Three Conferences Join to Form One Signature Event

Business Information & Media Summit (BIMS) – Bringing together three signature events to form the largest gathering of information and media leaders.

In November the Business Information & Media Summit (BIMS) will bring together three long-standing SIIA conferences: The SIPA Marketing Conference;The ABM Executive Forum; and InfoCommerce’s Data Content.All three will be part of this exciting new event at the historic Fontainbleau Hotel in Miami Beach.

Why are these three signature events coming together? The lines that separated business models are fading away. Advertising based media companies are becoming data companies; subscription-based businesses are entering the events business; media marketing strategies and tactics are shifting constantly, and every media company needs to understand how new advertising networks are disrupting traditional business relationships. The lines between industry segments have become blurred – so it only makes sense that all of the key industry players come together to address challenges and opportunities, and to help plan the future.  Join us November 10-12 in Miami as we kick off this inaugural event.

Highlights

BIMS features five distinct learning tracks and over 45 sessions for you to choose from. Tracks include:

DataContent

Lead by Russell Perkins, Founder & Managing Director, InfoCommerce Group Inc., will address everything you need to know to stay on top in the Data Business.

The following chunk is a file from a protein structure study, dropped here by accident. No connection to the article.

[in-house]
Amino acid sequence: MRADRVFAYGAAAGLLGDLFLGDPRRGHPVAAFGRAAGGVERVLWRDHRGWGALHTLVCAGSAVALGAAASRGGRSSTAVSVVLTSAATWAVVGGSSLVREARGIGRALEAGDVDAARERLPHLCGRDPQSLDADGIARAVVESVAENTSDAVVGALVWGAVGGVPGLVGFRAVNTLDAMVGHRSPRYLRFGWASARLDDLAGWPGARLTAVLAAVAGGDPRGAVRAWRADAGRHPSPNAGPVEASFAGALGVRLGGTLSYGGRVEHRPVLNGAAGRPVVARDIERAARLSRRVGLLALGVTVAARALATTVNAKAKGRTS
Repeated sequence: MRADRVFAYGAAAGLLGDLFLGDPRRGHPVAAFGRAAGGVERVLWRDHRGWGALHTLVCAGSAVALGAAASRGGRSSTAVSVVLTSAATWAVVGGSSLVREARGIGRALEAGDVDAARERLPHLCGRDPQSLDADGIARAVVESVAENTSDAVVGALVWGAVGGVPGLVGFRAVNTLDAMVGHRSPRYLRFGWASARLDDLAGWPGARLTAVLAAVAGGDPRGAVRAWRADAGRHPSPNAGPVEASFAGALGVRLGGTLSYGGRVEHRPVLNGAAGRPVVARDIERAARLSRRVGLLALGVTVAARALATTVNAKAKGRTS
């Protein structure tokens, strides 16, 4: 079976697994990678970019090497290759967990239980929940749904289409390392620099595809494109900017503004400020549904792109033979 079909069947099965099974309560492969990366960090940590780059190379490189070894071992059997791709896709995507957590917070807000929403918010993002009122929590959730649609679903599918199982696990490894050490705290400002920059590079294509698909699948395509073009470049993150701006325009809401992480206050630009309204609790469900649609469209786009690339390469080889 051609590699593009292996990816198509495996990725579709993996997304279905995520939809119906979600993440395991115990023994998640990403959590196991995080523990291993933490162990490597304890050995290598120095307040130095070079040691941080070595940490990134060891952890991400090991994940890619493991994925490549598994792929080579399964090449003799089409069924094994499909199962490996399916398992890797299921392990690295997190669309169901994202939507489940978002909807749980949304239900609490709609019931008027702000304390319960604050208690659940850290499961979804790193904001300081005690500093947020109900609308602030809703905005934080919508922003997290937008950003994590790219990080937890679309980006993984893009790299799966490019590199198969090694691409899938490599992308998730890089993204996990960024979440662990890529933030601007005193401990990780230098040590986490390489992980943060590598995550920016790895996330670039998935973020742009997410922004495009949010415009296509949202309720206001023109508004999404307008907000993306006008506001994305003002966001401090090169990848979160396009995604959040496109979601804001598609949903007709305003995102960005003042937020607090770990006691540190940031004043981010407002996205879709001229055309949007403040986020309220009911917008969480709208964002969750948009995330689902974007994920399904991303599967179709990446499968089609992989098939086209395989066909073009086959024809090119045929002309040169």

Marketing

Focusing on topics from The SIPA Marketing Conference We have two unique marketing tracks at BIMS to cover your specific marketing needs:

  1. Marketing Tactics that Work – This track is focused on the how to’s of marketing. Hear what works and what doesn’t, and what you need to know to be as effective as possible in your marketing strategy.
  2. Marketing & Subscription Sales - This track is fully focused on best practices and strategies for leaders and teams responsible for driving the sales and marketing of subscription-focused businesses.

Media Sales

The media sales track features topics from The ABM Executive Forum that focus on sales strategies for B2B media companies. Sessions cover everything you need to be focusing on when selling advertising and marketing solutions.

Strategy

This track is designed for leaders of B2B media, publishing and information services organizations to help them identify and evaluate the key things they need to focus on today to put their organizations in a position for success in the future.

For more information visit our complete schedule: http://siia.net/bims/2014/schedule.asp.

Learn more about BIMS:

Understanding Content Marketing and Making Money from It

Content marketing is one of the hottest opportunities for both marketers and media, but how is this really any different from “custom content” or “branded content” strategies that have existed for years? The difference today is what content marketing can accomplish, thanks to digital delivery and social media, customer understanding via audience data and modeling, and the fulfillment of lead generation.